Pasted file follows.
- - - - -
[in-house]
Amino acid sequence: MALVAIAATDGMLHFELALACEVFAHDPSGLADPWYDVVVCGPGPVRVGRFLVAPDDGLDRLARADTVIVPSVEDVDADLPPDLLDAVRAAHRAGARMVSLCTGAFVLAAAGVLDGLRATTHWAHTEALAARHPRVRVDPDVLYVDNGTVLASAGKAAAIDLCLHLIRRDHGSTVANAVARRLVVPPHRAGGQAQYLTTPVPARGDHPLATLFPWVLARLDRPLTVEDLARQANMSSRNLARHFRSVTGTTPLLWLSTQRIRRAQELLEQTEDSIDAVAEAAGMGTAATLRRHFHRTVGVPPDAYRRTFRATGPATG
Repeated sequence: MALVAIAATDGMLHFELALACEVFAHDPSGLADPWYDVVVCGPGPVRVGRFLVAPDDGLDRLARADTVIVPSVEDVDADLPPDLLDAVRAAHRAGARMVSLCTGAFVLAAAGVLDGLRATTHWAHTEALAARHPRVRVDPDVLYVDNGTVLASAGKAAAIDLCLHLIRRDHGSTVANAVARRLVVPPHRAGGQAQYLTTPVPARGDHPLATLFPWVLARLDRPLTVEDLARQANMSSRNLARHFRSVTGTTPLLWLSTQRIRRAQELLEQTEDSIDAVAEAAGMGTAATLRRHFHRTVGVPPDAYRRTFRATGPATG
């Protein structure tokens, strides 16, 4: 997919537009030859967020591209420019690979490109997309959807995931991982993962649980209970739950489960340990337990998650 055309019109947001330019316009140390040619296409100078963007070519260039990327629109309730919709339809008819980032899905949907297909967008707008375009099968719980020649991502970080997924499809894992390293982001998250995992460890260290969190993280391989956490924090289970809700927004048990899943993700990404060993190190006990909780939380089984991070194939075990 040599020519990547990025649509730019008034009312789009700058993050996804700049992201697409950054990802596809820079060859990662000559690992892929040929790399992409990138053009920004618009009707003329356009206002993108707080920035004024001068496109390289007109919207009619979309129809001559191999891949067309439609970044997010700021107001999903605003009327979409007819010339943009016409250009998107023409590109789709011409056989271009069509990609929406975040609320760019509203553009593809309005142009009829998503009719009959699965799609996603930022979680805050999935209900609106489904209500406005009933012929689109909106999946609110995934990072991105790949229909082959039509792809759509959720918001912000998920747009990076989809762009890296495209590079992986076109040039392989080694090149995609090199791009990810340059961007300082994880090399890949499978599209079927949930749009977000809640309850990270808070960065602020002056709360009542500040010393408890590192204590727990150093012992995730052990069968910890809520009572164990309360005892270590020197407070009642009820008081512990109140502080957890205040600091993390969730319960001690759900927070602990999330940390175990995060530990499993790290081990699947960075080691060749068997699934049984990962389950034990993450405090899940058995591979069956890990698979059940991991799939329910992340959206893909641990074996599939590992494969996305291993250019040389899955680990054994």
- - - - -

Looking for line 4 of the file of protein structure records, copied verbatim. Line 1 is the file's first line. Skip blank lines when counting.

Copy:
């Protein structure tokens, strides 16, 4: 997919537009030859967020591209420019690979490109997309959807995931991982993962649980209970739950489960340990337990998650 055309019109947001330019316009140390040619296409100078963007070519260039990327629109309730919709339809008819980032899905949907297909967008707008375009099968719980020649991502970080997924499809894992390293982001998250995992460890260290969190993280391989956490924090289970809700927004048990899943993700990404060993190190006990909780939380089984991070194939075990 040599020519990547990025649509730019008034009312789009700058993050996804700049992201697409950054990802596809820079060859990662000559690992892929040929790399992409990138053009920004618009009707003329356009206002993108707080920035004024001068496109390289007109919207009619979309129809001559191999891949067309439609970044997010700021107001999903605003009327979409007819010339943009016409250009998107023409590109789709011409056989271009069509990609929406975040609320760019509203553009593809309005142009009829998503009719009959699965799609996603930022979680805050999935209900609106489904209500406005009933012929689109909106999946609110995934990072991105790949229909082959039509792809759509959720918001912000998920747009990076989809762009890296495209590079992986076109040039392989080694090149995609090199791009990810340059961007300082994880090399890949499978599209079927949930749009977000809640309850990270808070960065602020002056709360009542500040010393408890590192204590727990150093012992995730052990069968910890809520009572164990309360005892270590020197407070009642009820008081512990109140502080957890205040600091993390969730319960001690759900927070602990999330940390175990995060530990499993790290081990699947960075080691060749068997699934049984990962389950034990993450405090899940058995591979069956890990698979059940991991799939329910992340959206893909641990074996599939590992494969996305291993250019040389899955680990054994």